Sanguine amidst slowdown (The Hindu)
Mains Paper 3: Economy
Prelims level: CMIE
Mains level: Economic slowdown and its impact
- Any major country in the world would give an arm and a leg for a growth
rate of 6% per annum. But, in India, we lament such an achievement as a
- Today we perceive any growth below 7% to be unsatisfactory. And not so
long ago, we perceived any growth rate below 8% to be less than
What has changed now?
- It is not as if our per-capita income levels have suddenly shot up to a
point where a lower growth rate can be considered satisfying. We are still a
lower-middle income country.What has really changed is our perception of
what a satisfactory growth rate will be.
- Such perceptions do matter as they reflect the mood of the times that
influences economic decisions. For instance, usually, growth in
discretionary spending is a function of growth in income.
- But, if income expectations change, then the relationship between income
and discretionary spending could also change.
- Similarly, aspirations and social norms impact decisions.
- If the mood turns sombre, if aspirations are diluted and if social norms
turn less upbeat, economic decisions would be less enthusiastic even if
income growth remains unchanged.
Seeking consumers’ opinion
- According to George Katona, who pioneered work on consumer sentiments at
the University of Michigan, discretionary spending depends on the ability
and willingness of a consumer to spend.
- While ability is reflected in the consumers’ income and assets,
willingness to spend is reflected in the consumers’ perception of future
How have Indians perceived their future in the recent past?
The Reserve Bank of India (RBI) has been conducting a Consumer Confidence
Survey since 2010 and the Centre For Monitoring Indian Economy (CMIE) has been
conducting a Consumer Sentiments Survey as a part of its Consumer Pyramids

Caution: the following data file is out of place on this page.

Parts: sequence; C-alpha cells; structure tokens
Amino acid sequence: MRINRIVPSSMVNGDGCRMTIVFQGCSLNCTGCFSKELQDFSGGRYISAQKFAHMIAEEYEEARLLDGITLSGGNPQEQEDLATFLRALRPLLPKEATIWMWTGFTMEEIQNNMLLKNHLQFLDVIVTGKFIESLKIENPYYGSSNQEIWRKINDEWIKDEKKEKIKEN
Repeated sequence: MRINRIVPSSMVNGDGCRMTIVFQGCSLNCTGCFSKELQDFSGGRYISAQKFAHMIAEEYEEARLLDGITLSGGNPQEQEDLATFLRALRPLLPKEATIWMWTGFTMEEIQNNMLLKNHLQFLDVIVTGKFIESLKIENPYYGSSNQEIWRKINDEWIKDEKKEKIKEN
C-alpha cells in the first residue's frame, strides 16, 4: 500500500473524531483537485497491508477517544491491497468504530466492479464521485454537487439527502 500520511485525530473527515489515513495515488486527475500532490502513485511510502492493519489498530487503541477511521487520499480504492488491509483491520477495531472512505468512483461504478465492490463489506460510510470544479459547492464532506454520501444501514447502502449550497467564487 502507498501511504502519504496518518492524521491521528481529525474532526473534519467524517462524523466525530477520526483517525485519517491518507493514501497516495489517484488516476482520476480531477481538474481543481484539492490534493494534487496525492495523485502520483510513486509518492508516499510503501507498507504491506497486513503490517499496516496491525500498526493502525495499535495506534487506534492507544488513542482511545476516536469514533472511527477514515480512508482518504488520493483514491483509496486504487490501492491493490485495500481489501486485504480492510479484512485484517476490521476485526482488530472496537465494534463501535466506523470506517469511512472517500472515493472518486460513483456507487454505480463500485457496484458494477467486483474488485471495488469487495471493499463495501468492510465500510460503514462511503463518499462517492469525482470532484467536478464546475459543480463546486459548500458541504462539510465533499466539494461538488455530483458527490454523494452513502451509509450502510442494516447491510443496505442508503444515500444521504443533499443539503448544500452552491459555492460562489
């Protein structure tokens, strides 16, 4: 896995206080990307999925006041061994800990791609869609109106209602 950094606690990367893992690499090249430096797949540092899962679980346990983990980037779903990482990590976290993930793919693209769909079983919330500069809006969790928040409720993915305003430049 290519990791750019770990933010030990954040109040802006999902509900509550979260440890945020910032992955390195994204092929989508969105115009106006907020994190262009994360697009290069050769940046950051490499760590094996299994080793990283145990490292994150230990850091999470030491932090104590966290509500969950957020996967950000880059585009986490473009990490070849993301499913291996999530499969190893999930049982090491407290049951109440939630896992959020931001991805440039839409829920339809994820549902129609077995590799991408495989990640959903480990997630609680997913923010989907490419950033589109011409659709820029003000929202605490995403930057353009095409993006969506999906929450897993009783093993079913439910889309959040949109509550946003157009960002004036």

Household Survey (CPHS) since January 2016.
Expectations of income increase
- According to the RBI survey, around the end of 2017, 46.5% of households
expected their incomes to increase and 12.7% expected a decline.
- On a net basis, 34% expected an increase. By end-2018, the net figure
had gone up to 57.3%, signifying a major improvement in income expectations
- The CMIE’s CPHS shows a similar rising trend but at a different level.
- The net proportion of households that expected an increase in income
increased from less than 5% in February 2018 to 23% in May 2019.
- The RBI’s survey shows that the decline began in the first quarter of
2019 while the CPHS shows it began in the second quarter.
- Interestingly, both showed pessimism on jobs during 2018. The consistent
contradiction in both surveys is noteworthy.
- Households did not see an increase in jobs in 2018 but they did expect
incomes to improve. This means hopes were high even in the face of job
- The RBI survey quantifies this eloquently. While 9.5% households, on a
net basis, believed that employment conditions had worsened in 2018, 28.5%
households believed employment conditions would improve in a year.
- Their faith in the future remained intact even in the face of adverse